One month, two East African elections, and two very different approaches to the tech development that each nation admits is vital to their economic success. By Tom Jackson AFKI Original

Rwanda has been recognized for its tech development efforts. Photo - The New Times

Rwandans confirmed Paul Kagame as their president, with almost 99 percent of the vote, while in Kenya, Uhuru Kenyatta was re-elected with 54 percent. Both elections were controversial, but the results stand.

Whether people are happy or not, however, Kagame and Kenyatta are now likely to be leaders of their countries for some time to come. Both have placed technological development, and becoming tech hubs in the region, at the center of their plans, but Rwanda and Kenya look like they are taking different paths.

Troubled times in Kenya

Not so long ago Kenya was the technological hub of Africa. Everybody was talking about it. The launch of M-Pesa, the global success of Ushahidi, and the development of the tech cluster around the iHub established Nairobi as a major destination for foreign multinationals and investors.

All that seems quite some time ago now. There have been no recent notable success stories to match those of M-Pesa and Ushahidi, and even the fabled startup scene is slowing down.

Investment in tech startups is declining year on year, according to the annual funding reports released by Disrupt Africa, and those in the know are increasingly tempted by places such as Nigeria and Ghana rather than Kenya.

It all came to a head recently when Ushahidi itself was caught up in a Silicon Valley-style sexual harassment crisis, which spiralled into angry debates about how a small group of people hold a disproportionate amount of sway over Kenya’s tech scene. The tech sector is fighting amongst itself.

Kenyatta’s government – in contrast to that run by his predecessor President Kibaki – has made efforts to engage with the local tech scene. Kenyatta paid visits to a number of local tech hubs, and made a lot of noise about the launch of Enterprise Kenya, a scheme aimed at supporting local startups. Little has been heard of this program since.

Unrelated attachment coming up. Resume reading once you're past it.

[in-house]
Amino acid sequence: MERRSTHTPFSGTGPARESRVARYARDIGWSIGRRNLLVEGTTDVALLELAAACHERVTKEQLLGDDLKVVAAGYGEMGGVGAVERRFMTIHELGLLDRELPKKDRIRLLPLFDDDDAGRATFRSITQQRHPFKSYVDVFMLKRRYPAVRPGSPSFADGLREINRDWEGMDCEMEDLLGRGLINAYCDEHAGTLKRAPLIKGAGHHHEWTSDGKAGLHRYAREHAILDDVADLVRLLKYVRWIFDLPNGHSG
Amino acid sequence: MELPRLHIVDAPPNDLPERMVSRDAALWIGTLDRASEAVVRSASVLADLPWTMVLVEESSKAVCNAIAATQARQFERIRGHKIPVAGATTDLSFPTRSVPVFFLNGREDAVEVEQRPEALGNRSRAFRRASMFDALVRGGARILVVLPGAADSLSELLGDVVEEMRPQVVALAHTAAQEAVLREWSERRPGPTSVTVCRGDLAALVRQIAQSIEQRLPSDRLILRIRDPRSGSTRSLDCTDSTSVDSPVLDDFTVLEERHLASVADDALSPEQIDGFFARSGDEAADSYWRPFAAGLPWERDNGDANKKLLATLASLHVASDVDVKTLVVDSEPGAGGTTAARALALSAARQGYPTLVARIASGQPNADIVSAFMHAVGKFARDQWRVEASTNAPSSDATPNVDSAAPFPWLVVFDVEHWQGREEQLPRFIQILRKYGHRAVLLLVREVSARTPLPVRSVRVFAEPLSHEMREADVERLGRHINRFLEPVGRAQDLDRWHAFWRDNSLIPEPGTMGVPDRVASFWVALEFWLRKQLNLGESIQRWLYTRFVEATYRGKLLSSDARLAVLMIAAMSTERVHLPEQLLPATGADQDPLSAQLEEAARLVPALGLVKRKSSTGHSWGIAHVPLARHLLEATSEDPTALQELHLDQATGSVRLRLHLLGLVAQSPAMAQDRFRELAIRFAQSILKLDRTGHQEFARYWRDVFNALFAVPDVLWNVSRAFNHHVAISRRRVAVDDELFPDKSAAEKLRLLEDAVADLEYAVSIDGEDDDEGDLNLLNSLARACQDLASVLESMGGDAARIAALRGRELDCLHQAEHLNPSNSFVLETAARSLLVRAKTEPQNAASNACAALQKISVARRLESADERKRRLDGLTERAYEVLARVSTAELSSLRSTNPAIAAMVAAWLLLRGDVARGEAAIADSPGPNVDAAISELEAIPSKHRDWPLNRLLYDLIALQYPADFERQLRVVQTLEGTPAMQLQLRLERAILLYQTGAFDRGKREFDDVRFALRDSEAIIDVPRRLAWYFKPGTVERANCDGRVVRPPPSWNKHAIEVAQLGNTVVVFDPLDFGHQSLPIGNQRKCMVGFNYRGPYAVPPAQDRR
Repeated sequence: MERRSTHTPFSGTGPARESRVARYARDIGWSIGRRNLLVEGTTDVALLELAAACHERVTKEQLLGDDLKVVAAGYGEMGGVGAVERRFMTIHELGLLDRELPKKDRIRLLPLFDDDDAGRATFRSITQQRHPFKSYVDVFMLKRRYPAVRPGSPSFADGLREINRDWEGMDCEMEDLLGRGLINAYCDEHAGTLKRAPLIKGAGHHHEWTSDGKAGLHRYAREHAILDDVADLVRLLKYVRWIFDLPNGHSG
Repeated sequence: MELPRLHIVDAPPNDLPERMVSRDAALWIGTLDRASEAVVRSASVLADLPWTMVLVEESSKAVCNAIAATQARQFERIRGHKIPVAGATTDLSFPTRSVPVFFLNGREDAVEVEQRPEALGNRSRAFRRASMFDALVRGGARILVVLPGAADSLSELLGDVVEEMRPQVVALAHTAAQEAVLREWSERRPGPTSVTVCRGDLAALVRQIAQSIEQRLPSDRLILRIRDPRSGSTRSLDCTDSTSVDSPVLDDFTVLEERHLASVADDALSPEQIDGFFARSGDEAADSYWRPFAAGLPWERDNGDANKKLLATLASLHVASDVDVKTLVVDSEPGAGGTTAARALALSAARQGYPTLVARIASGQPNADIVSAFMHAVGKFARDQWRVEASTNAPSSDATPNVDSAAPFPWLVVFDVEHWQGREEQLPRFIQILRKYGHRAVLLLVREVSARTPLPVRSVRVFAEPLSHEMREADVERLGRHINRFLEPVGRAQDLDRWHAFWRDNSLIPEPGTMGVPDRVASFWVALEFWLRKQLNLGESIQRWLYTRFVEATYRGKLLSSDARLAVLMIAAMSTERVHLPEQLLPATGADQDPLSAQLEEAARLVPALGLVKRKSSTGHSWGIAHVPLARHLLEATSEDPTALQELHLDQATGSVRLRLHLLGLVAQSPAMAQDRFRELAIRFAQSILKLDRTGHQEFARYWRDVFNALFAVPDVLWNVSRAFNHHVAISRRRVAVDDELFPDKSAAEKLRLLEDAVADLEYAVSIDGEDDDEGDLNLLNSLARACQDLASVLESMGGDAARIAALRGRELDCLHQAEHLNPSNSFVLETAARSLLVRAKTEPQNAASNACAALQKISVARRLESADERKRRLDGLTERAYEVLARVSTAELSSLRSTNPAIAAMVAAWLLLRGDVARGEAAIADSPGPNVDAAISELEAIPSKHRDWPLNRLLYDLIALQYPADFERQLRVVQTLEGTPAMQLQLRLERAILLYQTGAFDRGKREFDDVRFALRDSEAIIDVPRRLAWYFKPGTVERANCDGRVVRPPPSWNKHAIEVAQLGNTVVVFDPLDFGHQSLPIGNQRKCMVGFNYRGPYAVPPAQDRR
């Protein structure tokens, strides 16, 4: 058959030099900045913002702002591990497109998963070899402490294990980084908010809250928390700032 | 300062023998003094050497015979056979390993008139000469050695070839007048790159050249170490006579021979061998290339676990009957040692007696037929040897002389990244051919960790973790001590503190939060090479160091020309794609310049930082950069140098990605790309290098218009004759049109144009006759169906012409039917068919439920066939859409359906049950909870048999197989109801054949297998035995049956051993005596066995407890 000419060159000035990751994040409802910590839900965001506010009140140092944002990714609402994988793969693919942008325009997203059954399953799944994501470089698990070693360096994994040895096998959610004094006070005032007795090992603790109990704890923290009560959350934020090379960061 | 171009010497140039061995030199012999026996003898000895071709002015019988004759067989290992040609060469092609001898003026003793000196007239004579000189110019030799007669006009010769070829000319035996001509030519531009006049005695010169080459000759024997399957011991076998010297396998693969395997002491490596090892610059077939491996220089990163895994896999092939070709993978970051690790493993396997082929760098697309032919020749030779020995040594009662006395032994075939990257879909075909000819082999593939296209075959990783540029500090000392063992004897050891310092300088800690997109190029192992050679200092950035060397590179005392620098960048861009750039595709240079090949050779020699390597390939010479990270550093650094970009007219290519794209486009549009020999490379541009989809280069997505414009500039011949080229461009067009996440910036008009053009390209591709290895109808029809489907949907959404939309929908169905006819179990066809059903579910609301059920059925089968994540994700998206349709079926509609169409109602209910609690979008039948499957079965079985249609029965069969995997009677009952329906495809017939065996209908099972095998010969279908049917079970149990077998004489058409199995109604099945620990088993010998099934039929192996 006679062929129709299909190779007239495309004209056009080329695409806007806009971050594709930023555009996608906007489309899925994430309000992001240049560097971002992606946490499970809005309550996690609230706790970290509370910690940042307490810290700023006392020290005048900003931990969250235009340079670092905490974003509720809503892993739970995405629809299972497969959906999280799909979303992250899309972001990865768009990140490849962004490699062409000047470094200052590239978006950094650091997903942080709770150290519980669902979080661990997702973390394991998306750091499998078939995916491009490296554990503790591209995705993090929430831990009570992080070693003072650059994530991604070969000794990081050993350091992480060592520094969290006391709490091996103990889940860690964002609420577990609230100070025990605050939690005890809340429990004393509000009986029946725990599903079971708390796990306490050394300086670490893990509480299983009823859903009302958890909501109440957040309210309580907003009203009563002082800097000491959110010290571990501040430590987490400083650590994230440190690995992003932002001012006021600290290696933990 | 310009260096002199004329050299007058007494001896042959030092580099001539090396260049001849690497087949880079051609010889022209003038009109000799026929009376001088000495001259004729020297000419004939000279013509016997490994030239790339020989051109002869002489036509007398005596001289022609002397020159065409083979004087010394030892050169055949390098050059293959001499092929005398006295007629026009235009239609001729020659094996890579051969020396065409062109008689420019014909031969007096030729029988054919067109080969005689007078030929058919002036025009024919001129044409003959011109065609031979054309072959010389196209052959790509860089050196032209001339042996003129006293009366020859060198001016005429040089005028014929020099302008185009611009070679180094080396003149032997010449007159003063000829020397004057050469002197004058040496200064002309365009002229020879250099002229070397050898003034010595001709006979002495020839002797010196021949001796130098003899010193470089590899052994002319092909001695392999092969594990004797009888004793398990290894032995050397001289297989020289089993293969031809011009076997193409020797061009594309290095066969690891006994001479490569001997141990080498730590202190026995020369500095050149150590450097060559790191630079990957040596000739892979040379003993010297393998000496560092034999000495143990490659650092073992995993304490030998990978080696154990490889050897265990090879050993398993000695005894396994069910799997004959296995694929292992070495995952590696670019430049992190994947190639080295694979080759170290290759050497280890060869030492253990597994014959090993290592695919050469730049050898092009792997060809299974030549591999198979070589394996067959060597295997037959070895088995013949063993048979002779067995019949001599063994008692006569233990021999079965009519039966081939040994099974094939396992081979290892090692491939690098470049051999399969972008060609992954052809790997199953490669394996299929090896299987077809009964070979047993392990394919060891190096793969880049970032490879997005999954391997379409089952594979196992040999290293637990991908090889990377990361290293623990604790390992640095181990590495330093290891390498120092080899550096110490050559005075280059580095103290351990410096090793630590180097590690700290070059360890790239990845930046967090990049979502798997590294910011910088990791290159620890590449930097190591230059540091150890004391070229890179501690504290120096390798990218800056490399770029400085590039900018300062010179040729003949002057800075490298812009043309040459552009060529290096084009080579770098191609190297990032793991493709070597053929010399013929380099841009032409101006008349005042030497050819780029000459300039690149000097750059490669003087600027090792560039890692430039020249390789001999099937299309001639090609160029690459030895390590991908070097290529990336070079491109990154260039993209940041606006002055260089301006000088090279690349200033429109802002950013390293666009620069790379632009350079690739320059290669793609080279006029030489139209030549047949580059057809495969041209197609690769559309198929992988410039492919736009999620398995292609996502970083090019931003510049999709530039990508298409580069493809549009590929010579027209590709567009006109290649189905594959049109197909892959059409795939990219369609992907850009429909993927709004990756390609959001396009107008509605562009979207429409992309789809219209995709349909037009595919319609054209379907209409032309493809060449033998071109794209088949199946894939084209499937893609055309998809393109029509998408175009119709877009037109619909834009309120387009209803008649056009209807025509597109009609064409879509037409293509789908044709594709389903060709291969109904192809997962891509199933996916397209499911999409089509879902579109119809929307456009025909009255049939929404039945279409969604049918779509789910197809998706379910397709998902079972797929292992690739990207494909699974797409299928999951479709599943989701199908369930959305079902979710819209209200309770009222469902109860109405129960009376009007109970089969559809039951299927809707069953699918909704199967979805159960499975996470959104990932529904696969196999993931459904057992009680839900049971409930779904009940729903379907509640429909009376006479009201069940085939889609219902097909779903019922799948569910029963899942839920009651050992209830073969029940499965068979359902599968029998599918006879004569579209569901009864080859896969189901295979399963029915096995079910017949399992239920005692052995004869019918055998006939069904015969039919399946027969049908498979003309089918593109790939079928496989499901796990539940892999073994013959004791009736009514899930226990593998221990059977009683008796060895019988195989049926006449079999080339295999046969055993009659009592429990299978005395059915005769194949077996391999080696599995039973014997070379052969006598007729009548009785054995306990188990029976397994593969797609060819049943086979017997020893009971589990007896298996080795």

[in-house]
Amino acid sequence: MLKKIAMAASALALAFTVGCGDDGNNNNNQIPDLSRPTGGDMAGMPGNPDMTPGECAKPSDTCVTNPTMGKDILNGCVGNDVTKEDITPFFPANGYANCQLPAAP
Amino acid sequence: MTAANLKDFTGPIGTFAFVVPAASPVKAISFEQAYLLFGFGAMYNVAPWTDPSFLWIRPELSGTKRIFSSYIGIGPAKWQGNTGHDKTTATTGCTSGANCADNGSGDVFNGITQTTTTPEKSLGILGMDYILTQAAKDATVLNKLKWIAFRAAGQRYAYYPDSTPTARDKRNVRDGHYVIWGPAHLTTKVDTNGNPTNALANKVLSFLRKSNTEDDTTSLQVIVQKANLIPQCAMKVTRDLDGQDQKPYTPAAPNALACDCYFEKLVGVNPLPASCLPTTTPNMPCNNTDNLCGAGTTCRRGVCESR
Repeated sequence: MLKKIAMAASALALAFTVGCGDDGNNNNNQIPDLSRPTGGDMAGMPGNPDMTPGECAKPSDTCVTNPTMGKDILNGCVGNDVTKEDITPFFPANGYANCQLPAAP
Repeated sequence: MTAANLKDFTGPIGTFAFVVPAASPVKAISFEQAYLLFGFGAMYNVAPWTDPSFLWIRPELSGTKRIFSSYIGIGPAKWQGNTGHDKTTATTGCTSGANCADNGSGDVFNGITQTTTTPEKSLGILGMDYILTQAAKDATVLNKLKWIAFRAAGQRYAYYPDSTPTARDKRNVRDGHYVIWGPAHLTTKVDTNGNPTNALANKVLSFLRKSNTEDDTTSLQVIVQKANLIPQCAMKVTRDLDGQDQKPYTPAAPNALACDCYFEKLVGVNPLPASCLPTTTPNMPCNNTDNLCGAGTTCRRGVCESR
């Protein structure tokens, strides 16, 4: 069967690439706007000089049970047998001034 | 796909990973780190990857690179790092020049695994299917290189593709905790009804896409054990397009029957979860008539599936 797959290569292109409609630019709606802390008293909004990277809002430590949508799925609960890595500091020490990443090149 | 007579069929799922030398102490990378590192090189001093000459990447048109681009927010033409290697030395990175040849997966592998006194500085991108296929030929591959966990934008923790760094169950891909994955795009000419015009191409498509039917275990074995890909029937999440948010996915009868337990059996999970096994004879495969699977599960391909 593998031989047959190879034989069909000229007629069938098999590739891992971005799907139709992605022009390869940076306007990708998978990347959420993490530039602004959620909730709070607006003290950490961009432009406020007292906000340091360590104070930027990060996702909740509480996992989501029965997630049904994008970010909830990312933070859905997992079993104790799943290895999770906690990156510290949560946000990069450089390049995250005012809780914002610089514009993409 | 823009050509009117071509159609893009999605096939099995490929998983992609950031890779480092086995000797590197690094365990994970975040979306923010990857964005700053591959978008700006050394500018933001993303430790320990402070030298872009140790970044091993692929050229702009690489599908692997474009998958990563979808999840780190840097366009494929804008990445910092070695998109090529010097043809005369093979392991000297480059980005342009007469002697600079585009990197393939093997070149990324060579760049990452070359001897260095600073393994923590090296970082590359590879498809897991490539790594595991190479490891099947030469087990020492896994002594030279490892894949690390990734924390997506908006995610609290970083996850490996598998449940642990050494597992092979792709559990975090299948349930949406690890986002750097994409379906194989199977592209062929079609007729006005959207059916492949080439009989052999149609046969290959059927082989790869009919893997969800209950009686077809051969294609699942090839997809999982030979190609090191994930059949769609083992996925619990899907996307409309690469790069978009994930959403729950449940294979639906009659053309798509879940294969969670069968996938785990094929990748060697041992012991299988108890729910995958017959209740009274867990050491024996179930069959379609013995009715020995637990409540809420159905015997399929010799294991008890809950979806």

Meanwhile, his government has inherited a Kibaki project gone wrong, in the shape of the $14.5 billion Konza Techno City. It was supposed to create 200,000 jobs, but was already proving problematic and controversial in the Kibaki era. Kenyatta has not had the same level of enthusiasm, and while construction finally got underway in November, progress has been slow.

There are some bright spots, notably a massive recent funding round for local agritech startup Twiga Foods and the continuing development of Safaricom into a multinational services company. Yet Kenya’s tech development has stalled, mostly on Kenyatta’s watch, and the government needs to match its rhetoric with action if it is to get it going again.

Rwanda is Africa’s tech development star

Over in Rwanda, however, nobody could accuse the government of lack of activity. Though there are justified concerns about the dictatorial tendencies of Kagame’s theoretically democratic government, it is undeniable that this regime has achieved accelerated growth, mostly through its focus on technological development.

This focus makes total sense given Rwanda’s relatively small population – around 12 million – and a lack of exportable produce. Kagame’s government is determined that the country becomes an ICT services economy, and has invested over $100 million in a 4,500-kilometre fibre network.

It is also rolling out 4G internet across the country, and has introduced a One Laptop Per Child school programme. A similar programme exists in Kenya. In Rwanda, however, it has actually happened.

Activity has been so positive that a recent Global Information Technology Report by the World Economic Forum placed the country first in government success in ICT promotion. This has led to significant investments, from the likes of Liquid Telecom, while the ICT sector is responsible for around half of total foreign direct investments.

And while Kenya’s startup scene has floundered on lack of government assistance and a sexual harassment scandal, Rwanda is earning a reputation as a “test kitchen” for startups. Excellent internet, the ability to move around Kigali using prepaid bus smart cards, and the support of local incubator kLab are tempting entrepreneurs from all over the world, boosted further by the fact that people can enter the country on “entrepreneur visas”.

So the future seems bright for Rwanda, with a re-elected Kagame likely to continue with the policies that have seen it develop so rapidly so far. Kenyans in the tech scene, however, are still waiting for Kenyatta to put his money where his mouth is when it comes to technology, and he will need to do so to kickstart a scene that has ground to a halt.